By Hannah Lester
Jani Price is the name behind the explosive, local movement, Park and Pray. But, she wants no credit to her name.
“For months, I had had the intensity of, ‘This community needs praying over,’” Price said. “This was way before COVID and this was really in 2019, there were horrific things, surprising, horrific and evil.
“… I knew I was supposed to pray over the community and there were gracious people that answered that call as well, and we did pray over the community. And then COVID hit.”
Park and Pray began in spring 2020 at the start of the COVID-19 pandemic, as cases began to rise and more and more patients flooded into East Alabama Medical Center.
Price said she felt a strong calling from The Lord to pray over patients, staff, nurses, doctors at EAMC as everything began to take a turn for the worst.
She called up chaplain Laura Eason and asked if she could bring a group to the parking deck to pray every morning at 7 a.m. and every evening at 7 p.m. and flash car lights at the hospital so those inside would know they were being covered in prayer.
Price was already a part of a group that would gather every Tuesday to pray over the hospital. And after receiving the go-ahead from Eason, Price put out a call to her community asking that they join her on the top deck of the EAMC parking deck.
“This was not me,” Price said. “It was not me. It was God a 100% and it was the special community … It was just the Lord calling His people. There is no question. I just opened my mouth and went a little bit and He exploded it.
“… By Saturday, it had exploded. I didn’t do that. I didn’t do that at all. And without these other women who answered the call as well, one little car on top of the parking deck would not have been much of an impact.”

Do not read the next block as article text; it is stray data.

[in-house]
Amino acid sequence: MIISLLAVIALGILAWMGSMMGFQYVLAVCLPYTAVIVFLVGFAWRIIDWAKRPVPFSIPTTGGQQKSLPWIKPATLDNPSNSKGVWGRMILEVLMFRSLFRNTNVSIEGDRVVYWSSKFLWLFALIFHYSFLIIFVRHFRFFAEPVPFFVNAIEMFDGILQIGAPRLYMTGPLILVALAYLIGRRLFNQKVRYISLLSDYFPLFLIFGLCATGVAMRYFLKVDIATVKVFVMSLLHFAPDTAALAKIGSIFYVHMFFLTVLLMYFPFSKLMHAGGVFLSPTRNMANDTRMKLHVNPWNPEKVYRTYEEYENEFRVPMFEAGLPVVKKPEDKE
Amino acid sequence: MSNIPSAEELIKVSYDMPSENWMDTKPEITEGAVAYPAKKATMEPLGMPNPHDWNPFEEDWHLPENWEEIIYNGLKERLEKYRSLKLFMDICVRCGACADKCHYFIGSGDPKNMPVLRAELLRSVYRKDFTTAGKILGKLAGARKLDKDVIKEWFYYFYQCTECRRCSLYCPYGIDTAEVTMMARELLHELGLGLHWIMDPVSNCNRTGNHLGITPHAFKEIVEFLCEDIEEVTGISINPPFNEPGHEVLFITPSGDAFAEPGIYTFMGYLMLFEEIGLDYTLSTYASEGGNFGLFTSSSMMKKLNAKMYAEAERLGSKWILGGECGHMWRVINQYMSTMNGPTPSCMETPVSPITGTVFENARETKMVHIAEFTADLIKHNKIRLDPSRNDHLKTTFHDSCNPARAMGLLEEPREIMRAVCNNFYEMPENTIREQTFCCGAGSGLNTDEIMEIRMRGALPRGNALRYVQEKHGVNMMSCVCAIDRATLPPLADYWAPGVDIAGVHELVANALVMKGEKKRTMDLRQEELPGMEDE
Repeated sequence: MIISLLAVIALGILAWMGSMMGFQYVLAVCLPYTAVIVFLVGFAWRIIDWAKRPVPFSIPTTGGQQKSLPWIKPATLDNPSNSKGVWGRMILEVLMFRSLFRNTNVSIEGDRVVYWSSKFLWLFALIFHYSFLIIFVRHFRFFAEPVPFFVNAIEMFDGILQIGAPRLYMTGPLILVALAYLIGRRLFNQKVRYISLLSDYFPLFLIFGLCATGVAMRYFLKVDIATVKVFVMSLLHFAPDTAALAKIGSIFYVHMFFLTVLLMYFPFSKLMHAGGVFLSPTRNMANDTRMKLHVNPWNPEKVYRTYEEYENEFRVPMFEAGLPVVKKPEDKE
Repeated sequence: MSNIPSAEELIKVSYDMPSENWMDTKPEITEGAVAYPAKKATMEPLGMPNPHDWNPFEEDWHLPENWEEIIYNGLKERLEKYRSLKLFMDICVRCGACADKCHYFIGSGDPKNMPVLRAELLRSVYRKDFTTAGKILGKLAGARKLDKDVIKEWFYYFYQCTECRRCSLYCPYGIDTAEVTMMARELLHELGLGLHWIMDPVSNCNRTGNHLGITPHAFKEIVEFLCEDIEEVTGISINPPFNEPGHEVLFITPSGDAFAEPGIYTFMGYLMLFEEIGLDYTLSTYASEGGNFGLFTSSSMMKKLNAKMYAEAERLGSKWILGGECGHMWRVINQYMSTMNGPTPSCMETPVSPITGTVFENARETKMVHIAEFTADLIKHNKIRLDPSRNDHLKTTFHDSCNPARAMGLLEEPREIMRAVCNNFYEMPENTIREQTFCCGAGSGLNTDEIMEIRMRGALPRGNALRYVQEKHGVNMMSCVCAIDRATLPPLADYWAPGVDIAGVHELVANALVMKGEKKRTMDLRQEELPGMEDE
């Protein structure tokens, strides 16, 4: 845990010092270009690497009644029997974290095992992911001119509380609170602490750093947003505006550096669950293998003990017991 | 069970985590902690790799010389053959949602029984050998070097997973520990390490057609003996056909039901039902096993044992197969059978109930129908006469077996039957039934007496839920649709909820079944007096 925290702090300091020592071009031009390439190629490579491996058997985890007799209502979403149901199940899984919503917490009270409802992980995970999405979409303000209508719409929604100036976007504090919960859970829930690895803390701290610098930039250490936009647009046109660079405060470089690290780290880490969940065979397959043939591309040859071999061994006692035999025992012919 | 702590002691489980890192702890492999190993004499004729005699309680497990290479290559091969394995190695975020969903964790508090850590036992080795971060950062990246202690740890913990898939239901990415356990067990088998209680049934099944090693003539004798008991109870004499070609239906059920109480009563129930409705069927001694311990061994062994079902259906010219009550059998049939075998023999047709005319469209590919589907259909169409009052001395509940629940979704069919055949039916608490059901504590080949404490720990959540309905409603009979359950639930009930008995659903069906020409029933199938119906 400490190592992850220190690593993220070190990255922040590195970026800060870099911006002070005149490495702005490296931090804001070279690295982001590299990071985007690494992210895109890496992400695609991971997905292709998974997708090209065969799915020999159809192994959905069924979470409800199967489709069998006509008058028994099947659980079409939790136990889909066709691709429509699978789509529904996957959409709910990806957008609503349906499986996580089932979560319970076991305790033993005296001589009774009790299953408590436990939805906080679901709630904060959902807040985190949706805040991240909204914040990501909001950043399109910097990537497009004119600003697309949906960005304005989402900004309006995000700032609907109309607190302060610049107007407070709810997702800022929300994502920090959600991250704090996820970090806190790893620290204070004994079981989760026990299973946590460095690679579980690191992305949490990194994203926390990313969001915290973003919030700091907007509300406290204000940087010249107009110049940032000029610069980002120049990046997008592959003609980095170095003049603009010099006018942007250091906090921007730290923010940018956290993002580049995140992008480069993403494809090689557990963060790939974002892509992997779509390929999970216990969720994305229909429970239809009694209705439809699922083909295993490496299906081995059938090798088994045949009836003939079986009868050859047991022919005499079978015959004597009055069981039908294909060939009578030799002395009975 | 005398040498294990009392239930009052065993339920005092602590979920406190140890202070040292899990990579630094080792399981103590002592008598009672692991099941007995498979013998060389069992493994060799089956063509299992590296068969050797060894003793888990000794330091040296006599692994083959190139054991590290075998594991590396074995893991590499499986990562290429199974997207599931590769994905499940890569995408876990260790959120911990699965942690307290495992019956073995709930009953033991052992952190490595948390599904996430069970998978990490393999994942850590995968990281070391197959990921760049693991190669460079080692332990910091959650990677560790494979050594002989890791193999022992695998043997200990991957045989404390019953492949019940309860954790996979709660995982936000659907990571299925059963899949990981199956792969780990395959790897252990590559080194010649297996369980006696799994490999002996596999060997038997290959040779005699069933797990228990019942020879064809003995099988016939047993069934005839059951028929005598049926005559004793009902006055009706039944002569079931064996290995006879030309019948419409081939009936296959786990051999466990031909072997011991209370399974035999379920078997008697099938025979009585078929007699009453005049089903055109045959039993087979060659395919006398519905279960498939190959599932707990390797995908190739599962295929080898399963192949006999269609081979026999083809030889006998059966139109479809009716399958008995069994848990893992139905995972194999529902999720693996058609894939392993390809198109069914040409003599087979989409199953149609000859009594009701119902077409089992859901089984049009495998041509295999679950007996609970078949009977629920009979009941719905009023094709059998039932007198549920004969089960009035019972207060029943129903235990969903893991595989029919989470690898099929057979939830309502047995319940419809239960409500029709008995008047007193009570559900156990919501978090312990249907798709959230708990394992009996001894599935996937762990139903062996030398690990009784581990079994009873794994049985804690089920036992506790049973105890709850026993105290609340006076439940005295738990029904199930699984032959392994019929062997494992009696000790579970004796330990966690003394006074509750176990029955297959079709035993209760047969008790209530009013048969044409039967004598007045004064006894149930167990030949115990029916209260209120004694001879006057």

EAMC was not the only hospital to participate in Park and Pray, Price said, following the start in Lee County. Other hospitals around Alabama, and some in Georgia, picked it up too.
“The community came,” she said. “And honestly, there are just countless stories of the Holy Spirit just moving. And from Laura Eason’s point of view, she just said it was so uplifting. And some of that, you also don’t want to focus on the event, but just think about all those prayers. All that time.
“… That is the specialness and the intensity of this community and the prayer-minded people of this community. They could have stayed at home and prayed but they did make the effort to let it be known.”
Every year Auburn Mayor Ron Anders presents six lamplighter awards to local members of the community who spark change and make a difference.
This year, in October, Price was one of those six award winners.
“Our next lamplighter led an extraordinary effort to pray for the patients, the doctors, the nurses and the staff at East Alabama (at that time) Medical Center,” Anders said. “By following a directive from her God, she inquired about praying for the worn-out staff as the pandemic raged on. Told that the initiative must remain outside, she [brought] in what can only be called ‘a movement.’
“Park and Pray started as a question and became a point of encouragement to those on the frontlines. One person prayed, felt led by God to do more, worked with Chaplain Laura, put out a call to the community and sustained an effort.”
Price had no idea the lamplighter award was coming.
“It was really fun to receive the award and I was totally surprised,” she said. “… Even when Ron Anders started to speak about the Park and Pray, it still … I would never let Laura Eason say who started this. Because I cannot claim it.”
Price said that she feels like the lamplighter award belongs to the community.
“This is what our community did at a very difficult time,” she said. “… It really ought to be somewhere for fifteen years from now for somebody to look at it, without my name, and it be, ‘look at this community that we live in, it’s a pretty neat place.’”
This is the first in a series of six pieces on the lamplighter winners from Auburn Mayor Ron Anders’ State of the City Address.